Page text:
Hunter New England Local Health District COVID-19 plans for Manning Base Hospital

Are MidCoast hospitals ready for COVID patients?

"We are going to see wards with lots of COVID patients in the future. That's for sure."

Dr Paul Craven, medical controller, Hunter New England Local Health District (HNELHD) COVID-19 Response, says the health district is ready for the expected rise of COVID cases when NSW re-opens.

Dr Craven said HNELHD has a pandemic plan for every facility in the health district that has been 600 days in the planning thus far.

"Not a day has gone by without plans being made," Dr Craven said.

"We look at the whole of the Hunter New England. Any plan that we've made for Newcastle, for example, we've made for every other location at the same time."

Manning Base Hospital is one of four major hospitals in HNELHD for COVID-19 purposes, the others being Tamworth - the major regional hospital, Maitland and Armidale. with John Hunter Hospital in Newcastle being the primary hospital.

While Manning Base has ICU rooms with a ventilator for each bed, Dr Craven says if patients were sick enough to require ventilation, they would probably be transferred to John Hunter Hospital.

"It's not because Manning can't do it, it's just that the patients who require ventilation for COVID have to be 'proned' so they're lying on their front. And trying to move those patients takes an incredible number of staff. The reality is it would be better to try to centralise the ones that require ventilation and at the moment the only ventilated patients are in John Hunter," Dr Craven said.

"The idea would be if we got a sick person into the Manning would really be to move them to a larger hospital where we're more used to proning them at that stage."

Dr Craven said that doesn't mean patients would not be using the ICU at Manning Base.

Manning Base has identified an area to 'flex' into and increase the number of beds, should more beds for COVID patients be needed.

And if things become dire and a large outbreak occurs in the area, plans are to close down elective surgery, which frees up a ward and staff for the use use of COVID patients.

"When you stop doing elective surgery you free up lots of beds and lots of staff, and those staff become the care staff of patients with COVID.

The challenge, Dr Craven says, is finding more staff to care for patients.

Because in all honesty, we don't magic up health staff overnight just because we've got an outbreak.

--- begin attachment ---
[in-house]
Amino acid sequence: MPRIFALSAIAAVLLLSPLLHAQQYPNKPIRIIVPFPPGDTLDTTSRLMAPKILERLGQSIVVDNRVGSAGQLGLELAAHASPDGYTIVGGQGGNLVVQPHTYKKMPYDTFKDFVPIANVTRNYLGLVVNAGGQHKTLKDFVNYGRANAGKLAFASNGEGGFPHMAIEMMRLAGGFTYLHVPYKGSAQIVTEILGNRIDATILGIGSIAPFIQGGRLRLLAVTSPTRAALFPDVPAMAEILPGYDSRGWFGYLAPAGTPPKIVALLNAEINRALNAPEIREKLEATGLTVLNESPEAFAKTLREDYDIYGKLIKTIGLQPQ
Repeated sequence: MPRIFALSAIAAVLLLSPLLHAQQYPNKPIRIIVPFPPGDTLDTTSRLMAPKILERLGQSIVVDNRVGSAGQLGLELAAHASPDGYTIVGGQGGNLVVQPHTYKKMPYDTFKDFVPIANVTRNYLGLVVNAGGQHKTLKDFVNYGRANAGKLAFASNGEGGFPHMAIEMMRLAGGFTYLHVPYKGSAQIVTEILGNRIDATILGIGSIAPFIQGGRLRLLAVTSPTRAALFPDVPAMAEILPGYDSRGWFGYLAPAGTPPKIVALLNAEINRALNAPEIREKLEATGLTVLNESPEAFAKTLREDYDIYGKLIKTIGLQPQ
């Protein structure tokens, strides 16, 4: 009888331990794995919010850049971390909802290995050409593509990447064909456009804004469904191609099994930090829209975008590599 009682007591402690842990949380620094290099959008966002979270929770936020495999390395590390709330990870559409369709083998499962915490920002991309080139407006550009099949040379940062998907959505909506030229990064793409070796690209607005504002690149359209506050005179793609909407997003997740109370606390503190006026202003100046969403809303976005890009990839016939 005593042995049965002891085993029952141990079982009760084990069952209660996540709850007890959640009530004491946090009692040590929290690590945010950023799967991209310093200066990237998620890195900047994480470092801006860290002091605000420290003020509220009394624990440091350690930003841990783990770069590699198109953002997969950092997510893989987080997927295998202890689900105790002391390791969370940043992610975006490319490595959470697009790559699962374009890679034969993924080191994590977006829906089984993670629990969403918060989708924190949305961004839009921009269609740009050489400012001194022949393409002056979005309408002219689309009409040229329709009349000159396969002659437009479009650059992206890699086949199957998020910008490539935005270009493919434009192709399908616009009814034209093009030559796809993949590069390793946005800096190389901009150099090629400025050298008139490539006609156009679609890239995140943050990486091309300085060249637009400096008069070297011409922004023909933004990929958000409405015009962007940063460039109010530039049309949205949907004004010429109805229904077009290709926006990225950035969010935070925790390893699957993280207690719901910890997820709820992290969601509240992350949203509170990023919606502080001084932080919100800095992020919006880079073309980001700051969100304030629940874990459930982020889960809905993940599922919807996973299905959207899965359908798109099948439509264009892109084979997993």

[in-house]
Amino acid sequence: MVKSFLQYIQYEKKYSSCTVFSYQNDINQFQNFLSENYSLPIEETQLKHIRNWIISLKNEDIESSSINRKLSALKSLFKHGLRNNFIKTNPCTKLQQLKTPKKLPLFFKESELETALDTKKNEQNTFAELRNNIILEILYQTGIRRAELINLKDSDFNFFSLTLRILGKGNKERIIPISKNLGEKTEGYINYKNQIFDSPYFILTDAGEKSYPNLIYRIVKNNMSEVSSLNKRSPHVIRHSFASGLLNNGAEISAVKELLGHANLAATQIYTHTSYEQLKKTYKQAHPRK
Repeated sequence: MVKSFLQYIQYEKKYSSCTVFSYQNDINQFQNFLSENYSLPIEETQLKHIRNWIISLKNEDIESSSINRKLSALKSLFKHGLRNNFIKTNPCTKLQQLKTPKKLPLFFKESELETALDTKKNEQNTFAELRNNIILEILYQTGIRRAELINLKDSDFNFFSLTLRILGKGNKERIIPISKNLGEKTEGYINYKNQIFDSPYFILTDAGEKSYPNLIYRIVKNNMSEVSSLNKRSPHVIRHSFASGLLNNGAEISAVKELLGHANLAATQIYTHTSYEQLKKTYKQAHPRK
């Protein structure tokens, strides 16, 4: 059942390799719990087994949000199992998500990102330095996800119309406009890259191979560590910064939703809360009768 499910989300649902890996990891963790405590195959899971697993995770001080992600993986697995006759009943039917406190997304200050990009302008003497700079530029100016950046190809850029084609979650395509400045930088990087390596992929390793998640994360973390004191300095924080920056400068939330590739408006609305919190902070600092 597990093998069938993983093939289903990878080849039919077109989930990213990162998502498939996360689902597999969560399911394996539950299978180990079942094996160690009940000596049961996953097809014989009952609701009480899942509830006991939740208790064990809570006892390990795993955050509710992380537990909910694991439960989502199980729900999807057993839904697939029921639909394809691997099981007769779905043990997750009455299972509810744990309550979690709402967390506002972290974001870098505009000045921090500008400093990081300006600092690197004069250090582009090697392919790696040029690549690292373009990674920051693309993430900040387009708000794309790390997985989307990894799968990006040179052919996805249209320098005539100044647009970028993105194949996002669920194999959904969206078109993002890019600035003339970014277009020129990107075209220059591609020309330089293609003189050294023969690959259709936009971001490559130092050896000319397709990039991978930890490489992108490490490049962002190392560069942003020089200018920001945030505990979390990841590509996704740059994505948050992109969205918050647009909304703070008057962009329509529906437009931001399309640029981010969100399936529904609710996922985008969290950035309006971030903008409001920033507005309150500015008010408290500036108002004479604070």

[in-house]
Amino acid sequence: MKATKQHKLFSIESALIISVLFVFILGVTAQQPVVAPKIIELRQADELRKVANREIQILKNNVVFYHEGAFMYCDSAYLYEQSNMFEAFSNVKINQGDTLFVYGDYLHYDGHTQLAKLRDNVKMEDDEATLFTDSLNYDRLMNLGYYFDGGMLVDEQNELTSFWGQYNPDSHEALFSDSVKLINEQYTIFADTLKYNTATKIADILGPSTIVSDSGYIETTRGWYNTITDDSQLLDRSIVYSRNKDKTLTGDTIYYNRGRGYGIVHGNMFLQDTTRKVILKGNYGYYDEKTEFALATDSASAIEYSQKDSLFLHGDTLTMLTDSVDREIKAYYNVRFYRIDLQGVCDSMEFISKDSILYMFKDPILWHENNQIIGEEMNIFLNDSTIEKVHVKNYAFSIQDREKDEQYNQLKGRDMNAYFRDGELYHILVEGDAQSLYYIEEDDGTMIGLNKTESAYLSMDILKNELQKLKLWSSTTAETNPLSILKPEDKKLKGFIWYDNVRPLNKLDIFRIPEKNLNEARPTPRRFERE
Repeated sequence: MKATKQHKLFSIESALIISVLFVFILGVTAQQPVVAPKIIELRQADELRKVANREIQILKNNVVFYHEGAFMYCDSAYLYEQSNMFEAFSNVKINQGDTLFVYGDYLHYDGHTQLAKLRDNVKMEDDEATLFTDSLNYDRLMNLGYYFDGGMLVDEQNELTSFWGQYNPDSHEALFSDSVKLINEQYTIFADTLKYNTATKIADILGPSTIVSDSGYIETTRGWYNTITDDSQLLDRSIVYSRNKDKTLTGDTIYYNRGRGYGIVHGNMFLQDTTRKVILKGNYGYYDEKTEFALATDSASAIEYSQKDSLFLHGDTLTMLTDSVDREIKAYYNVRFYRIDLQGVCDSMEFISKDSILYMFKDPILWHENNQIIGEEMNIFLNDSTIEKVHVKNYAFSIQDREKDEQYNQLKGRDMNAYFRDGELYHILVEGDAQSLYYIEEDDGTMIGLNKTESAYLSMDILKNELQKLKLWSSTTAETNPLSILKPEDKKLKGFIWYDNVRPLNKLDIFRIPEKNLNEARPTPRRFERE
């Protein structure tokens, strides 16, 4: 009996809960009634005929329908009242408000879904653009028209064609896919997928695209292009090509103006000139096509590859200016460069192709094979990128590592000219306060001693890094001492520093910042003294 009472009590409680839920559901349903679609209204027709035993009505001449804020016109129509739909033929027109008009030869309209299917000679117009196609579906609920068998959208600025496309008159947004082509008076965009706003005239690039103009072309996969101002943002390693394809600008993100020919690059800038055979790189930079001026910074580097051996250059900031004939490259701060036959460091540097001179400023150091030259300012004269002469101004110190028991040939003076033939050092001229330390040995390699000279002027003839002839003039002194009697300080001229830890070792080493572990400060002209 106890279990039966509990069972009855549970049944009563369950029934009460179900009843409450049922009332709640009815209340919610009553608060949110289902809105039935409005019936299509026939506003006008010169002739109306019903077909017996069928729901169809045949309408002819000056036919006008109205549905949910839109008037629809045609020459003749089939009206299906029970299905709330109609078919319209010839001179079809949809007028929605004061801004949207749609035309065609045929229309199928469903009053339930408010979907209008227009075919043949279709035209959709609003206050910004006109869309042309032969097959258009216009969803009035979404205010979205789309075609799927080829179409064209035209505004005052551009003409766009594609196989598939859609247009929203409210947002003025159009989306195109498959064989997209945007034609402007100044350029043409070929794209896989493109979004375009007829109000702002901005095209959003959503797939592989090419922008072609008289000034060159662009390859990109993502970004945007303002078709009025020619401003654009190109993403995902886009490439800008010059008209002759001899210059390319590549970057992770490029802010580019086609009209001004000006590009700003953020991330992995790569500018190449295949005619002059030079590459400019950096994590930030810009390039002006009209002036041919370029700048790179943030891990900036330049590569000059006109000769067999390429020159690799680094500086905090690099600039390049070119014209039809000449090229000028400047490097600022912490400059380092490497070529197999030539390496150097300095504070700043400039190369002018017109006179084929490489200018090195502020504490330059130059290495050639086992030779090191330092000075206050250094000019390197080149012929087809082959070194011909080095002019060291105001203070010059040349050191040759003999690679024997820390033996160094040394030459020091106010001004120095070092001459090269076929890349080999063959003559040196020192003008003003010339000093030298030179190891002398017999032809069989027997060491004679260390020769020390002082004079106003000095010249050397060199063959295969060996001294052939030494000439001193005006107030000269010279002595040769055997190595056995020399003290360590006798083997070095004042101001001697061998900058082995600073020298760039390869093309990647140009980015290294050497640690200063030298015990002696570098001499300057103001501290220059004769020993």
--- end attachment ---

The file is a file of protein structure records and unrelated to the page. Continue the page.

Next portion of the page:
Dr Paul Craven

"Because in all honesty, we don't magic up health staff overnight just because we've got an outbreak," he said.

Those patients that are COVID positive but not sick enough to need hospital care will either be cared for at home, or if they can't isolate from their families or housemates at home, in a hotel.

In those cases they will be cared for by the Hospital at Home system, whereby they are provided with thermometers and saturation oximeters to measure fever, pulse rate and oxygen levels. They are contacted on a daily basis by health professionals to make sure they are stable in their own home.

Nearly 200 patients are currently in HNELHD's Hospital at Home system.

In Emergency Departments staff move people presenting with COVID into single rooms. In this situation staff wear full PPE, are vaccinated, and are fit-tested for N95 masks).

However, Dr Craven pleads with everyone in the HNELHD to stay away from Emergency Departments unless it is a medical emergency.

"If people think they are a little unwell and they might have COVID, please don't come to the hospital straight away. Go and get a test, stay away, only come to hospital if you need hospital care.

"COVID is one of those things that can mask everything. You can have a bit of gastro, you can have a bit of a runny nose, there could be aches and pains. So when we see you we don't always know you've got COVID. But when you're there, you're exposing other people.

"If you don't NEED hospital care, don't come to Emergency, please! Do a telehealth consult with a GP, get a COVID test at that stage, try to work out what's wrong.

"Don't go out, get swabbed, and get vaccinated. It's a pretty simple message at the end of the day."